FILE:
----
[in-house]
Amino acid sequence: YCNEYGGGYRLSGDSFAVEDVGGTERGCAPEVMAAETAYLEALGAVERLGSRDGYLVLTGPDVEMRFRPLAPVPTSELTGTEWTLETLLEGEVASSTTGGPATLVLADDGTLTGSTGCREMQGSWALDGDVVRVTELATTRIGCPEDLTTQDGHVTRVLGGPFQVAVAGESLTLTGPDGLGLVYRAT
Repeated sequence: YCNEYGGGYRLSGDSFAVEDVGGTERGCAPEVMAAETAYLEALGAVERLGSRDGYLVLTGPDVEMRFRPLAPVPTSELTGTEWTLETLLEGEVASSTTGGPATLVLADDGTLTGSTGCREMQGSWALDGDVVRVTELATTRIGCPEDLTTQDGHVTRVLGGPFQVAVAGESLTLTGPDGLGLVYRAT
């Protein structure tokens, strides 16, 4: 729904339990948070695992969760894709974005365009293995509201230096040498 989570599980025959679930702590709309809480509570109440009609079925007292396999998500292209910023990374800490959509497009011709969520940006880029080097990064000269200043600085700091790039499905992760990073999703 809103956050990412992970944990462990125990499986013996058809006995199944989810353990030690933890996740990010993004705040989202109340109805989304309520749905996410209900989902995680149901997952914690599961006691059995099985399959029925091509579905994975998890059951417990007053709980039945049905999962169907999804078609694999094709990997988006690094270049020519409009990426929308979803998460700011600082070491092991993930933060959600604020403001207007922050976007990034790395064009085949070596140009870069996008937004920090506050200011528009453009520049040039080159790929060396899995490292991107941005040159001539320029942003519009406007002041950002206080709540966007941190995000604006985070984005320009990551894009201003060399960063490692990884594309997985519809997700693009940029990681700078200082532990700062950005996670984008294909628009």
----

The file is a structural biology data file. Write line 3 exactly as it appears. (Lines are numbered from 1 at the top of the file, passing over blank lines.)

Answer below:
Repeated sequence: YCNEYGGGYRLSGDSFAVEDVGGTERGCAPEVMAAETAYLEALGAVERLGSRDGYLVLTGPDVEMRFRPLAPVPTSELTGTEWTLETLLEGEVASSTTGGPATLVLADDGTLTGSTGCREMQGSWALDGDVVRVTELATTRIGCPEDLTTQDGHVTRVLGGPFQVAVAGESLTLTGPDGLGLVYRAT